Peter Boy and our guides got to work on the two igloos the second we arrived. First, they had to find the ideal snow to use for the ice blocks. The snow can’t be too soft, too wet, or too packed, or else it will collapse. Once Peter Boy was happy with a spot, he got to slicing out the bottom ice blocks. Unsure of whether to help him or watch and learn, the group waited to get involved.
Within about an hour, we were all doing something; some helped lift the heavy blocks (each block weighs about 45 pounds), others packed in snow to seal cracks, and others took turns making tea. Peter Boy never told us what to do; we just went in to help where we could. Building an igloo big enough to sleep 10 people was going to take a lot of time. Plus, the dogs needed to be anchored in a spot to sleep, and we all needed to eat—which meant ice fishing. After taking turns banging a metal rod on the five-foot-thick ice, we broke through to the ocean. Within seconds Eric caught a cod, and then seven more. We now had plenty of food and made fish stew on the propane stove back at camp.
Building an igloo is an art form. Each block is cut, shaved down, and then purposefully placed, and each wedge that fills the space in between is planned with care. The Inuit people lived in igloos and used them as their main form of shelter in the winter until housing was established in Puvirnituq. Peter Boy was even born in an igloo. Throat singing, a unique way of using your throat muscles and diaphragm, was invented when women were left alone in their igloos while the men went hunting. To pass the time, they developed it as a game and members of the community now travel around the world to teach this fascinating form of singing.
While modern conveniences like TVs, Wi-Fi, heat, and bathrooms—you’re on your own in the frozen tundra when it comes to relieving yourself during an overnight in an igloo—mean that the Inuit now prefer to live in homes located in town, many enjoy spending a night or two out here. “Best sleeps are out here,” said Peter Boy when we awoke in the morning lying on the snow-covered ground, eight people stacked head to toe. By teaching his son and other younger members of the community how to build igloos, dogsled, carve, and hunt, Peter Boy is keeping these traditions alive.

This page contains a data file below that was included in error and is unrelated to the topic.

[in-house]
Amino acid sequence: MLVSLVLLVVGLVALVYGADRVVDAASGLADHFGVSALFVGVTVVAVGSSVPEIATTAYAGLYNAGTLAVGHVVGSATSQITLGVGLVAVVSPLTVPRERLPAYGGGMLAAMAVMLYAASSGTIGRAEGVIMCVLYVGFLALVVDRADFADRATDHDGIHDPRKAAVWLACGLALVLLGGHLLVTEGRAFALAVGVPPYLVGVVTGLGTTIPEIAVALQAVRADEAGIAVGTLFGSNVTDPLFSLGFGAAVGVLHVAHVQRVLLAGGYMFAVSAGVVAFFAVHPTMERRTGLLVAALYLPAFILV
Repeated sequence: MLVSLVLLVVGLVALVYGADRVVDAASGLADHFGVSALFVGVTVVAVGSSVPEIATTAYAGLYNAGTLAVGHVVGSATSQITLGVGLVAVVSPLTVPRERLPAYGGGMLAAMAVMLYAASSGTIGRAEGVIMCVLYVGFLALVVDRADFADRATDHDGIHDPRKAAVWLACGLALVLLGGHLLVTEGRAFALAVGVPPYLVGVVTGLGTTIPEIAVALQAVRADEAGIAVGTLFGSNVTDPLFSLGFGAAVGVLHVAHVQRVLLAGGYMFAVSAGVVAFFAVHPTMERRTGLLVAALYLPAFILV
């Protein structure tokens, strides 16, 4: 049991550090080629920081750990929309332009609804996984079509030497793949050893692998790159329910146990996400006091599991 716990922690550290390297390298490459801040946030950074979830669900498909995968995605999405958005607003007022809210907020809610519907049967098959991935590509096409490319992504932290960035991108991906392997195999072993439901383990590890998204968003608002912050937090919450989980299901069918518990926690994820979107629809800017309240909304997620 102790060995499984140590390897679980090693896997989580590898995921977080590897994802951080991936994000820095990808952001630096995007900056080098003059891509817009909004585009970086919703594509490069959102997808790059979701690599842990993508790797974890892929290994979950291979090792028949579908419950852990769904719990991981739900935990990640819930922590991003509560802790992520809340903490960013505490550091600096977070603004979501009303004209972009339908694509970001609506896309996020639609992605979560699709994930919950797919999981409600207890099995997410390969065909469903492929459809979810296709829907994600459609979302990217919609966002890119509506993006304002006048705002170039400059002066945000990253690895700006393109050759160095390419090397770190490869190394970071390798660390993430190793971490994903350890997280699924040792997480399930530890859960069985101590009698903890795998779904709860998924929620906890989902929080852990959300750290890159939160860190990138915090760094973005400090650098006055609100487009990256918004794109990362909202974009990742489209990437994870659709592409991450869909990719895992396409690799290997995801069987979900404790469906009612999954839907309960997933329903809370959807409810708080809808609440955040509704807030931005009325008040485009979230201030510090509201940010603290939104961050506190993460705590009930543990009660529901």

Everything I learned in this story was from my time spent “on the land” talking, working, and learning from our Inuit guides. Losing my sense of time and letting nature literally take its course was the experience I’ll always treasure from spending 24 hours on the Arctic tundra.
After our time on the land, Peter Boy invited us to a community feast that celebrated the winners of the previous week’s dogsled competition. We walked into a gymnasium with frozen raw meat, like caribou, seal, and fish on the floor under a paper placemat with families gathered around the food eating it with their bare hands. It was an honor for my group to be invited to this tradition and Peter Boy did so only after he felt like we truly appreciated our experience out on the land. It was a bond that nature had created.
[st_related]Antarctica Gear That Will Keep You Warm Anywhere[/st_related]
Arctic Tundra Travel Tips
I traveled to the region with Inuit Adventures during the end of the winter season. If you’re looking for cold but not unmanageable temperatures, as well as winter activities like seeing the northern lights, ice fishing, dogsledding, cross country skiing, snowmobiling and more, then March or April is a good time to go. During summer, Nunavik experiences the “land of the midnight sun,” so you have some days without any darkness. Summer is a great time for above-freezing temperatures, hiking, kayaking (an Inuit invention), and camping in the national parks, as well as the prime time to spot polar bears and other wildlife.
More from SmarterTravel:
- The 7 Best National Parks to Visit in Winter
- The Thinnest, Warmest Winter Clothes for Packing
- 7 Must-Have Travel Toiletries for Dry Winter Weather